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Myra here.

It’s Monday, What are You Reading is a meme hosted by Jen from Teach Mentor Texts and Kellee and Ricki from Unleashing Readers (brainchild of Sheila at BookJourney). Since two of our friends, Linda from Teacher Dance and Tara from A Teaching Life have been joining this meme for quite awhile now, we thought of joining this warm and inviting community.

Last Week’s Review and Miscellany Posts

We’re also inviting everyone to join our Award Winning Books Reading Challenge for 2015 (#AWBRead2015)! It’s that time of the year to set new reading goals for the coming year.

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Here is the sign up page and the January-February linky if you already have reviews up. One randomly-selected participant would receive a copy of Deep Blue by Jennifer Donnelly, courtesy of Pansing books. Click here to view my announcement post to learn more details. 

Widget courtesy of the talented Iphigene.
Widget courtesy of the talented Iphigene.

We have just launched our new reading theme from January-February 2015. As I was searching for titles that I have read as a child, I waxed nostalgic upon discovering that most of my early reader/beginner books are actually available in our public libraries here in Singapore. And so over the next few weeks, you would see beloved reads, and books that I am confident were instrumental in making me the reader that I am now.

IMG_8841Fox In Socks

Written and Illustrated by: Dr. Seuss
Published by: Random House Children’s Books, 1965
Borrowed from the Jurong West Public Library. Book photos taken by me.

This book begins with a dire warning: “Take It Slowly: This Book is Dangerous!” And indeed it is. Sucker that I am, I love warnings like these. It totally reels me in. Once again, this book borrowed from the library and once owned by me as a child, takes me back to those early days when I would carefully and gleefully enunciate each of the words found in the page.
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There is of course the sly, tongue-twisting fox and the unwitting and easily-exasperated Mr. Knox, sir. It begins quite innocently enough until it graduates to new tricks such as the one found below:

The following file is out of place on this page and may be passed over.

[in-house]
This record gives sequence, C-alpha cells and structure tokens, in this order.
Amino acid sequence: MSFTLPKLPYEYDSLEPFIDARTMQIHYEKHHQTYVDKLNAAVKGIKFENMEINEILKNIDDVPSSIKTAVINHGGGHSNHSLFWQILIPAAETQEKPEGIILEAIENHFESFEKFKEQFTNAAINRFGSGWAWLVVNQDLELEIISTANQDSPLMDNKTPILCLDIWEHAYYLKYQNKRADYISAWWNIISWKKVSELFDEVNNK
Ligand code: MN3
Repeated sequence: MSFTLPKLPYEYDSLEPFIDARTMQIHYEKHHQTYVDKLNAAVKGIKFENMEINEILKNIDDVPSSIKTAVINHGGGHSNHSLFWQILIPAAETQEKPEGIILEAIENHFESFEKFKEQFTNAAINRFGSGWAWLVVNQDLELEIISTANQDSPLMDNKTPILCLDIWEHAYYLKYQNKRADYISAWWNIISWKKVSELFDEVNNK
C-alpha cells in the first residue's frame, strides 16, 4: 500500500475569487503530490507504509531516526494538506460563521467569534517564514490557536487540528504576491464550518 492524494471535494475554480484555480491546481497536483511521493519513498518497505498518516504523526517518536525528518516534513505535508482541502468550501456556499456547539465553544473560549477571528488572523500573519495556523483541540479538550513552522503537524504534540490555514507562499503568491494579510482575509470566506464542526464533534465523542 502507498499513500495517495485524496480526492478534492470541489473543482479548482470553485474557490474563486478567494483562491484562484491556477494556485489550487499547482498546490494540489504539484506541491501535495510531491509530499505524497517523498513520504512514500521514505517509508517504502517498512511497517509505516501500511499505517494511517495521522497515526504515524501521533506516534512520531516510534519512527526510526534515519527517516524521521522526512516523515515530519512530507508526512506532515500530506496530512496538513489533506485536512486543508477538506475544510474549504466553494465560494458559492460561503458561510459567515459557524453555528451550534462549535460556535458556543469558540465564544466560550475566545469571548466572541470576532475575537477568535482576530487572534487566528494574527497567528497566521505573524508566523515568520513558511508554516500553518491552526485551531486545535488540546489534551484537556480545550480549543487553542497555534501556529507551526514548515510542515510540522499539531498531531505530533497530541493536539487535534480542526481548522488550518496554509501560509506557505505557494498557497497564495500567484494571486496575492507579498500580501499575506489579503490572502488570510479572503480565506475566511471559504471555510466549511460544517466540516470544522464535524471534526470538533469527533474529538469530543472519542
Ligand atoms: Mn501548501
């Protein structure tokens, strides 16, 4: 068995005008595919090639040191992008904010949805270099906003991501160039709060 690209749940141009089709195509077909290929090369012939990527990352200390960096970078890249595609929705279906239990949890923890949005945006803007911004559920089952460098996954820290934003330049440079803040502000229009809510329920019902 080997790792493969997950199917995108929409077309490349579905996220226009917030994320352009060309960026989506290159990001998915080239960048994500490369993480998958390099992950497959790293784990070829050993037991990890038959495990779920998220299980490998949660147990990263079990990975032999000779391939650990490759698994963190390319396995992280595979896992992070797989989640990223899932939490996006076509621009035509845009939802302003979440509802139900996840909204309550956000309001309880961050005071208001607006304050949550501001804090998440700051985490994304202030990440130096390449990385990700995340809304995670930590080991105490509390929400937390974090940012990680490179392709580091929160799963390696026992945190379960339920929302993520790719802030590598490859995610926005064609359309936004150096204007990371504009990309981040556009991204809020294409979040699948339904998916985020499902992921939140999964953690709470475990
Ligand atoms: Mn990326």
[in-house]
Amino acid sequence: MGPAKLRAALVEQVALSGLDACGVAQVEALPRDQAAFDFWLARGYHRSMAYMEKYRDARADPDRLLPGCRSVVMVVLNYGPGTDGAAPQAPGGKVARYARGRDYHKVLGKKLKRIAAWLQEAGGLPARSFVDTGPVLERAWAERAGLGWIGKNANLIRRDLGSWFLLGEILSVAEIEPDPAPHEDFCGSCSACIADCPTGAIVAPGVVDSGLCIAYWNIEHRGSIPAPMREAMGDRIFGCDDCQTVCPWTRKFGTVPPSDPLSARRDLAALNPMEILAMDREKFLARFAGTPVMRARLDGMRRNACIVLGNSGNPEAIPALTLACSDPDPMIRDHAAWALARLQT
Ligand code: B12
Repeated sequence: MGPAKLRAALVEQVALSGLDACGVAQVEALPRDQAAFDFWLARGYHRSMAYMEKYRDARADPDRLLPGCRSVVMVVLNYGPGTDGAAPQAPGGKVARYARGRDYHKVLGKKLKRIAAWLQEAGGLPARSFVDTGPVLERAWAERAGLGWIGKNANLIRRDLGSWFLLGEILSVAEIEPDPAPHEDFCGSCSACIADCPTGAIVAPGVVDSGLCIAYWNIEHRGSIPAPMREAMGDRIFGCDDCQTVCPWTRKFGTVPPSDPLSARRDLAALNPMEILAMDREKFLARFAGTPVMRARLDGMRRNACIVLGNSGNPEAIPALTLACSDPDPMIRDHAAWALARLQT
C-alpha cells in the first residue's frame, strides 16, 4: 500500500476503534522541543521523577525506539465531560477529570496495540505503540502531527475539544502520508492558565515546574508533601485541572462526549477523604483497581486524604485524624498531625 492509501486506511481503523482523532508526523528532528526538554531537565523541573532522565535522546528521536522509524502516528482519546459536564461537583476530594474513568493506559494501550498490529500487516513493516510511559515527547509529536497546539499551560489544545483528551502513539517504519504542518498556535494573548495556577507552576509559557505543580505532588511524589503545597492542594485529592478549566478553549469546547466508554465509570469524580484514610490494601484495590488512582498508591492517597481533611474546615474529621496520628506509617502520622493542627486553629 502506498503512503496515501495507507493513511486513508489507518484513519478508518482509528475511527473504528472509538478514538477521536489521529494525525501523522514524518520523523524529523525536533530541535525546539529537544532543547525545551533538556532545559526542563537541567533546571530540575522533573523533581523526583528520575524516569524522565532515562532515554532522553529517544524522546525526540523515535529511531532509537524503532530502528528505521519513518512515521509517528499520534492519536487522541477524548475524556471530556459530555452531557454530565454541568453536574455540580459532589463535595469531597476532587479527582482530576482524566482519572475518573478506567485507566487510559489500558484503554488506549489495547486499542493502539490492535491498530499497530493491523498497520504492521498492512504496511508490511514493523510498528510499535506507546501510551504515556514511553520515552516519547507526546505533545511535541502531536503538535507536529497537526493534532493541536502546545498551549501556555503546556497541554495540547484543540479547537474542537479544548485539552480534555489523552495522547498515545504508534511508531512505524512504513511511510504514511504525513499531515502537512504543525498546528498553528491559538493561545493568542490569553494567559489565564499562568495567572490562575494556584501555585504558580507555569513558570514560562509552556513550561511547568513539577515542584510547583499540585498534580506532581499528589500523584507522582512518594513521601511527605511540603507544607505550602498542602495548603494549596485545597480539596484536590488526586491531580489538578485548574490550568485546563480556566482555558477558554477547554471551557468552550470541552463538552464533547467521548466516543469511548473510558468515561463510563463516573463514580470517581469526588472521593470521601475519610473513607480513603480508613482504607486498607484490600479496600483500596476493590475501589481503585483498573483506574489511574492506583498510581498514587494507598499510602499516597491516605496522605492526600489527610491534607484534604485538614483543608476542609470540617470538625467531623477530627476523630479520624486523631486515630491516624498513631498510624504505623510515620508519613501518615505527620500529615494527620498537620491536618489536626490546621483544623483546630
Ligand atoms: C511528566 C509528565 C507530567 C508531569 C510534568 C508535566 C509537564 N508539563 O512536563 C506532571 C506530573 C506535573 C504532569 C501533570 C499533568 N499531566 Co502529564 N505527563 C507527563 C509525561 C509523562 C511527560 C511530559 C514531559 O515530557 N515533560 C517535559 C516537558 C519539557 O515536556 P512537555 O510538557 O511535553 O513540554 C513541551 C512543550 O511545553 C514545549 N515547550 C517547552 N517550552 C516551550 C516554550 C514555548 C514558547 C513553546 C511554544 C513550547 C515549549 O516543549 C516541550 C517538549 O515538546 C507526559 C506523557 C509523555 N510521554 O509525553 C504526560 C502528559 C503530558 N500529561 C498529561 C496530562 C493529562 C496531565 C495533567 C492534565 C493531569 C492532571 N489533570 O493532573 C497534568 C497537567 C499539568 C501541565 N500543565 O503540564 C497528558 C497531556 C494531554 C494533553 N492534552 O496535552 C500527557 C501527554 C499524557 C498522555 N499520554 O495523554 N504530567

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This Mr. Fox is truly flexible – juggler both in tongue, plus hands and feet!

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Admittedly, this one stumped me a little bit when I was young with the sew and Sue and the new socks. 🙂

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And who can forget the Gooey goo for chewy chewing. It’s all just a bunch of silly that’s absolutely perfect for a read-aloud to a young child!

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Hah! I dare you to read this one!

I like how seemingly-patient Mr. Knox was until of course, he made his displeasure felt in the end, and quite definitively at that, to this smug, quite-oblivious Mr. Fox, sir. I loved rereading this aloud to my own 13 year old girl.

There’s A Wocket In My PocketIMG_8850

Written and Illustrated by: Dr. Seuss
Published byRandom House Children’s Books, 1974
Borrowed from the Jurong West Public Library. Book photos taken by me.

As I reread this book, I was actually reminded of Shel Silverstein and his creatures in Don’t Bump The Glump and Other FantasiesI can clearly see how Silverstein must have been inspired or influenced by Dr. Seuss to come up with such word play and beautiful nonsense.

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Here, one stretches credulity even further with creatures such as a jertain or a zlock. I mean, really now? But then again as a child, who cares? So long as you know it sounds like something that you already are familiar with. Again, zone of proximal development in action!